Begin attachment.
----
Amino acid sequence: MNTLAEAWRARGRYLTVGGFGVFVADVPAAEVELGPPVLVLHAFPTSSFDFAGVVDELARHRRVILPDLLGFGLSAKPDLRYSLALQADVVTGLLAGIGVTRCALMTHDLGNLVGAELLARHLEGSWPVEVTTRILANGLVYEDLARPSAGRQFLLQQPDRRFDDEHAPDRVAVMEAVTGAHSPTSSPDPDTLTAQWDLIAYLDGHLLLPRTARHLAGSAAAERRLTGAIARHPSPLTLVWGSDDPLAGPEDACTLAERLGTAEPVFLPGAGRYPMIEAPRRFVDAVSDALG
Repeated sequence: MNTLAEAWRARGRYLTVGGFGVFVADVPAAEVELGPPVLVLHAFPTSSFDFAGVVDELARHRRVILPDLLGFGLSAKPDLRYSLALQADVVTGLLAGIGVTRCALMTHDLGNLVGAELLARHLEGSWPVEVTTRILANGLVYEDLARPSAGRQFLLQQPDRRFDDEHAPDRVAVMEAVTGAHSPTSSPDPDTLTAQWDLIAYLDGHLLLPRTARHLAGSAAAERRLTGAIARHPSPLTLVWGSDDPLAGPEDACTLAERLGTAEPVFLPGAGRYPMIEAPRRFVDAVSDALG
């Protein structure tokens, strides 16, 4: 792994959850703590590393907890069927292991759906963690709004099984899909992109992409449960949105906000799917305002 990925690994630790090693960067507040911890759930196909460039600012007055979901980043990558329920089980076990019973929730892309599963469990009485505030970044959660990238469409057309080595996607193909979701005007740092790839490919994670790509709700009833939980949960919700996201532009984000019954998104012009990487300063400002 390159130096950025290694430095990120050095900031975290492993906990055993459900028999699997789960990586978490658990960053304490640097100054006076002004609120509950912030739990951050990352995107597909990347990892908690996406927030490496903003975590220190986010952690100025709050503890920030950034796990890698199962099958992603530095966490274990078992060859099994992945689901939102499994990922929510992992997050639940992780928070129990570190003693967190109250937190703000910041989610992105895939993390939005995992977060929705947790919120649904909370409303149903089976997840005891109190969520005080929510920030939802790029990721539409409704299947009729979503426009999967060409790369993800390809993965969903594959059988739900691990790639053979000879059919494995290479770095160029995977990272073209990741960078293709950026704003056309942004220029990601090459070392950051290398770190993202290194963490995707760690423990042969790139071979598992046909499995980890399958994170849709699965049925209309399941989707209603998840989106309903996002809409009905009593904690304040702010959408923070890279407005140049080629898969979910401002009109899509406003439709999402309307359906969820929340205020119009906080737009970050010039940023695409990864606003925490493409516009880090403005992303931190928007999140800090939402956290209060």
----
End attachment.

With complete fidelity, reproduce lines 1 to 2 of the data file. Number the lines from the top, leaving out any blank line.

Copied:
Amino acid sequence: MNTLAEAWRARGRYLTVGGFGVFVADVPAAEVELGPPVLVLHAFPTSSFDFAGVVDELARHRRVILPDLLGFGLSAKPDLRYSLALQADVVTGLLAGIGVTRCALMTHDLGNLVGAELLARHLEGSWPVEVTTRILANGLVYEDLARPSAGRQFLLQQPDRRFDDEHAPDRVAVMEAVTGAHSPTSSPDPDTLTAQWDLIAYLDGHLLLPRTARHLAGSAAAERRLTGAIARHPSPLTLVWGSDDPLAGPEDACTLAERLGTAEPVFLPGAGRYPMIEAPRRFVDAVSDALG
Repeated sequence: MNTLAEAWRARGRYLTVGGFGVFVADVPAAEVELGPPVLVLHAFPTSSFDFAGVVDELARHRRVILPDLLGFGLSAKPDLRYSLALQADVVTGLLAGIGVTRCALMTHDLGNLVGAELLARHLEGSWPVEVTTRILANGLVYEDLARPSAGRQFLLQQPDRRFDDEHAPDRVAVMEAVTGAHSPTSSPDPDTLTAQWDLIAYLDGHLLLPRTARHLAGSAAAERRLTGAIARHPSPLTLVWGSDDPLAGPEDACTLAERLGTAEPVFLPGAGRYPMIEAPRRFVDAVSDALG